Lars von Triers new film The House That Jack Built is simply one of the best movies in recent years. It is a crazy masterpiece, a stimulating piece of art, a decent into hell. I thought that it would be difficult for the Danish director to make a better film than Nymphomaniac Vol. I (2013) but here is the counterexample. Let’s dive right into the matter.
Cruel, philosophical, funny
The House That Jack Built is a two and a half hours tour de force in the mind of a serial killer set in the 1970s in the West Coast of the US. The portrait of Jack is presented through a philosophical and occasional humorous tale. And that is what the movie makes so exceptional, so unique. Never ever have I seen a film before which played like this with my feelings. After Nymphomanic Vol. I I cried and laughed at the same time, but during The House That Jack Built I laughed even though I was disgusted and nauseated. I never thought that I would burst out laughing while children a killed by a bloody serial killer… but I did and I was embarrassed about it. People in the cinema staired at me as if I was as disturbed as Jack! It was really discomfortable and bizarre. Such strange feelings… von Trier what have done with me?
Jack, a serial killer with Obsessive Compulsive Disorder (OCD), describes to his imaginary devil figure Verge (what is he exactly? kind of a metaphysical therapist? ) five randomly chosen incidents over a 12-year period. By “incidents” he means gruesome murders. All the five killings are perfectly well-written and directed by von Trier. Especially the second incident is awesome in it’s ridiculousness. I’m not going into detail but at the end of the scene Jack drags the victim’s body along the road, face down, from the back of his van, which seems like an act of grandiose self-sabotage, because the dead body leaves a trail of blood and flesh on the streets, clearly visible for everyone even if the scene takes place at night. When Jack realizes then that the rain washes away the trail he has left behind – that’s just genius: it’s as if someone greater were looking out for him. Over the twelve years he becomes more and more megalomaniac and calls himself “Mr. Sophistication”. At the same time von Trier plays David Bowie’s Fame again and again which creates a bizarre atmosphere. This great song mixed with these atrocities? Strange to say but the viewer is feeling quite well. He understands that Jack is narcissism in it’s pure state but he wants more. I think that the viewer can’t wait to see Mr. Sophistication going crazier and crazier!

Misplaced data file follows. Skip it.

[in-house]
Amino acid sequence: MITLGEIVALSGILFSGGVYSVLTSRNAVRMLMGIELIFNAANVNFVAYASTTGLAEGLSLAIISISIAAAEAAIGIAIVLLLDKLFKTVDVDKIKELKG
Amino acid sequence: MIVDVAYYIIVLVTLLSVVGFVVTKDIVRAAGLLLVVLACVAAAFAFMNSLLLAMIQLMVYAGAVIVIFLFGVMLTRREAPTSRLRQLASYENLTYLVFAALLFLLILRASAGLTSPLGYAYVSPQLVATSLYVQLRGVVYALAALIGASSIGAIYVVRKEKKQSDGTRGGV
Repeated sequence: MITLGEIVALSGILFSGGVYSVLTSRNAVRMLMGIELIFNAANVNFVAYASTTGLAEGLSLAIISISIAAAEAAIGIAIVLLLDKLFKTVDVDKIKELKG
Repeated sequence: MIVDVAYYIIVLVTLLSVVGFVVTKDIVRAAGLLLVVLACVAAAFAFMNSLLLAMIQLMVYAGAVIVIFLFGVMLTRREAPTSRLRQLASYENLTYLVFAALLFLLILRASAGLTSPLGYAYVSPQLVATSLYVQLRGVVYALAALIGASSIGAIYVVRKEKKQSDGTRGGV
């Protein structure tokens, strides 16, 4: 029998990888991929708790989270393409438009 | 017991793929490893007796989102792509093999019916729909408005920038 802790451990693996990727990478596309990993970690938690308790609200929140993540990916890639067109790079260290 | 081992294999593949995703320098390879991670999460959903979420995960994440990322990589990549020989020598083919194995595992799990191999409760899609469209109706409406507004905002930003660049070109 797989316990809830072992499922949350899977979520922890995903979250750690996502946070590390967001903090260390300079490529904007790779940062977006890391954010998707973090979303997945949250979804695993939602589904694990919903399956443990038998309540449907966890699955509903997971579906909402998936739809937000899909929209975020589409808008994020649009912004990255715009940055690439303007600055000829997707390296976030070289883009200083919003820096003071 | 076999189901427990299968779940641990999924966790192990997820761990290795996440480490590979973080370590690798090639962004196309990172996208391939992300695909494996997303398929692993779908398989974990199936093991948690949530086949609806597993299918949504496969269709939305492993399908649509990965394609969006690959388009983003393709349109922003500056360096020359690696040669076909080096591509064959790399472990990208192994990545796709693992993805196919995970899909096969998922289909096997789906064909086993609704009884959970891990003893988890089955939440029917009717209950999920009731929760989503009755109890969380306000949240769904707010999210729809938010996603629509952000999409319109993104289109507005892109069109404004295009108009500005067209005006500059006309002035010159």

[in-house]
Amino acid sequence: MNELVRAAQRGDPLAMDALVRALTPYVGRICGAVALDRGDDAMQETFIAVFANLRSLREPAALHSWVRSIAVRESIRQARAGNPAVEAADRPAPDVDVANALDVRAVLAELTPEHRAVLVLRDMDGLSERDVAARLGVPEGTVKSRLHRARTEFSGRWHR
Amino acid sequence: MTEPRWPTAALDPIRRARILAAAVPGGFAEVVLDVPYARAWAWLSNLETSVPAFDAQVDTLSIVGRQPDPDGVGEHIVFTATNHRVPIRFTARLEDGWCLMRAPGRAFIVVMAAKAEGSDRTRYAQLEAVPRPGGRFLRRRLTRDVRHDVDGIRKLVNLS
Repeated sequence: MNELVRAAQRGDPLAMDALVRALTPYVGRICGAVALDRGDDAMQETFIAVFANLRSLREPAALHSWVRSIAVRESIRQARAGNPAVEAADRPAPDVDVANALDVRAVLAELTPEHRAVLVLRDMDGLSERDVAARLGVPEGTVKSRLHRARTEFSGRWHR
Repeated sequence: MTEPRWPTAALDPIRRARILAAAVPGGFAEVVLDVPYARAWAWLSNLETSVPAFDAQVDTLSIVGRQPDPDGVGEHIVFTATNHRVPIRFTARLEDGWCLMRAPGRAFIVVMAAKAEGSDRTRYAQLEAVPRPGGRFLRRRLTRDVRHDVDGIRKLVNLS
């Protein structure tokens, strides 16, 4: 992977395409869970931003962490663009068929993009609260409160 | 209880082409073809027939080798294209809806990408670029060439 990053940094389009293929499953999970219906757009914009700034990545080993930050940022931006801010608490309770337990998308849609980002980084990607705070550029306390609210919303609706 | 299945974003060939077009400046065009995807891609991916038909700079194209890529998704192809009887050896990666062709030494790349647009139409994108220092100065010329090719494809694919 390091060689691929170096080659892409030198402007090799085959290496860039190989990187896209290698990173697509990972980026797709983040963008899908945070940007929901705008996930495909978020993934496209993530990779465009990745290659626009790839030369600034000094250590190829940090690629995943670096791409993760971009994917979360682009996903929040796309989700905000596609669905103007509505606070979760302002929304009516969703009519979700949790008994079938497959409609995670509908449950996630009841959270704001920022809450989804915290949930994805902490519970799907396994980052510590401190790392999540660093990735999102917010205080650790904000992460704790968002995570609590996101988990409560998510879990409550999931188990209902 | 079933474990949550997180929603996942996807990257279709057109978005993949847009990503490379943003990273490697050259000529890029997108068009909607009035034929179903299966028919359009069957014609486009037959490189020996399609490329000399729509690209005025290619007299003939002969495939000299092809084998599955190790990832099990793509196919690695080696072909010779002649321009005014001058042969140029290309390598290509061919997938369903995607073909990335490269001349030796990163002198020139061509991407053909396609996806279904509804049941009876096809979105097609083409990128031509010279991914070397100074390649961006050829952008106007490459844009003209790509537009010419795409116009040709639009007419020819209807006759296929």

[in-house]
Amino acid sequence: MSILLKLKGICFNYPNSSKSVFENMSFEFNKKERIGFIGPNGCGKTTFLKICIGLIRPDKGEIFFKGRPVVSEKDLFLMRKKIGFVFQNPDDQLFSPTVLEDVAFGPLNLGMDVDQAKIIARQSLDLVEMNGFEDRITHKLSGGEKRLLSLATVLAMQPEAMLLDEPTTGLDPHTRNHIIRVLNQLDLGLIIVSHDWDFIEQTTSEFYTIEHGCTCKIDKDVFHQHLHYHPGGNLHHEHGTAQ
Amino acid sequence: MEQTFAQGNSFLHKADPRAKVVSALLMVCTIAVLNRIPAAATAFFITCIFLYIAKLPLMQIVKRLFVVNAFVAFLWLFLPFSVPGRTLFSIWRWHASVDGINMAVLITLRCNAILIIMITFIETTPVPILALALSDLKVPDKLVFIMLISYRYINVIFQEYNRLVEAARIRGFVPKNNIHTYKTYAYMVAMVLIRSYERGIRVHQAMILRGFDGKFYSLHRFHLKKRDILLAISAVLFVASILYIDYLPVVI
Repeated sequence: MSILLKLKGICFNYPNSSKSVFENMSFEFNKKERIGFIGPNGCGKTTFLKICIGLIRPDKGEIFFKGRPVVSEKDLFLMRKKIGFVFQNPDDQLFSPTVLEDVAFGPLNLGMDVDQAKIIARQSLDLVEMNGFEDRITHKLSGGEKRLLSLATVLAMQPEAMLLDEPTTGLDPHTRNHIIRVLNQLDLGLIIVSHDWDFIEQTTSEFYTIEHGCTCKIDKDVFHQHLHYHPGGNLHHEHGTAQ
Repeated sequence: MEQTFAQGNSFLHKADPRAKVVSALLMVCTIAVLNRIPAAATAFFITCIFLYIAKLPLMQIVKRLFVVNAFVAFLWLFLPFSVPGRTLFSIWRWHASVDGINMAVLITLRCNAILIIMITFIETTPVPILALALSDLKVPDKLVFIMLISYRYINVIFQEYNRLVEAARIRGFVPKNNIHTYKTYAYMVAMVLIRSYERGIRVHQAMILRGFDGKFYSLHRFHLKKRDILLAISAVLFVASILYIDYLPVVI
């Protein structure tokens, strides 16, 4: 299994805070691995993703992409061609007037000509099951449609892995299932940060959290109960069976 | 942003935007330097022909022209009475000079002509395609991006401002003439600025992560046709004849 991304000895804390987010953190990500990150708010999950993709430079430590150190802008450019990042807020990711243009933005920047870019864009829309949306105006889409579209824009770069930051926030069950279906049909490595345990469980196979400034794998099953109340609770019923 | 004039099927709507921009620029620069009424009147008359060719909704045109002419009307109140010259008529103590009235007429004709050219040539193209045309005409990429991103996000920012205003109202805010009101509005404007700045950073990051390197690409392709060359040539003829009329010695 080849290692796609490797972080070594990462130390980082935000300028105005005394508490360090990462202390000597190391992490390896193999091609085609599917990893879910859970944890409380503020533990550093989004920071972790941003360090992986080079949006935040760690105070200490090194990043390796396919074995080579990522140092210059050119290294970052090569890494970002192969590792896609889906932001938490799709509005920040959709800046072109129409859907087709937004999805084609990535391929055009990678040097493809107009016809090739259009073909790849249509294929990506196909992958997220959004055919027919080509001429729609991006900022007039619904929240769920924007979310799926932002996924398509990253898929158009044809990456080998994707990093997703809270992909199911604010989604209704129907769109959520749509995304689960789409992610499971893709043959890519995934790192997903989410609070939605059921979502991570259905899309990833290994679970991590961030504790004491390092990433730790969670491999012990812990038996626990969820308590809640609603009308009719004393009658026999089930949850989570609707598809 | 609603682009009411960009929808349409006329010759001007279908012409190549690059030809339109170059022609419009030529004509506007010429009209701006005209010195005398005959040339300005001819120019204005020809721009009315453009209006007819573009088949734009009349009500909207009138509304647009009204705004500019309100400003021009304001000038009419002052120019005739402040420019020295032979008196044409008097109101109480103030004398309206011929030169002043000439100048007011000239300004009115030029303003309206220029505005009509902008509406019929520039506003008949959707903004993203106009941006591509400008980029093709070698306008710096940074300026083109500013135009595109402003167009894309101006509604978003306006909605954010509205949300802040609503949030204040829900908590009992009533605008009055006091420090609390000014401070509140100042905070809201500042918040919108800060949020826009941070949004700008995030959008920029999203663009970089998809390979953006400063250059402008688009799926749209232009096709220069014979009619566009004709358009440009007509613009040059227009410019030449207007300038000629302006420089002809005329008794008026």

The kind of bloody frenzy an ermine experiences in a hen house (Jack)
During Jack’s tale we never feel empathy with him – and this absence of empathy mirrors Jacks own absence of it. And in this way we are exactly like him! That’s a stroke of genius from von Trier. And also the explanation why the murders a cruel to watch but never really “said” to feel. We see and hear all through the protagonist Jack – for him there are no feelings. Only a certain detached sense of humour only psychopaths can have.
Now to the more philosophical point of the movie. Getting the artistic Nymphomaniac approach to another level, von Trier sieves Jack’s five incidents with thoughts and theories on often surprising subjects: architecture (Jack’s original obsession), classic art, the fermenting of grapes, the Stuka dive-bomber, and even Goethe and the Nazi concentration camps. Jack is justifying his actions with these more noble thoughts, treating murder as an art form. The monologue becomes a theory of art, a theory of a certain way of life. The anecdotes are too juicy to be revealed here. But it’s not only a monologue, it’s also a dialog. Verge – this strange wise man – is sometimes challenging Jack’s thoughts and that is interesting to watch.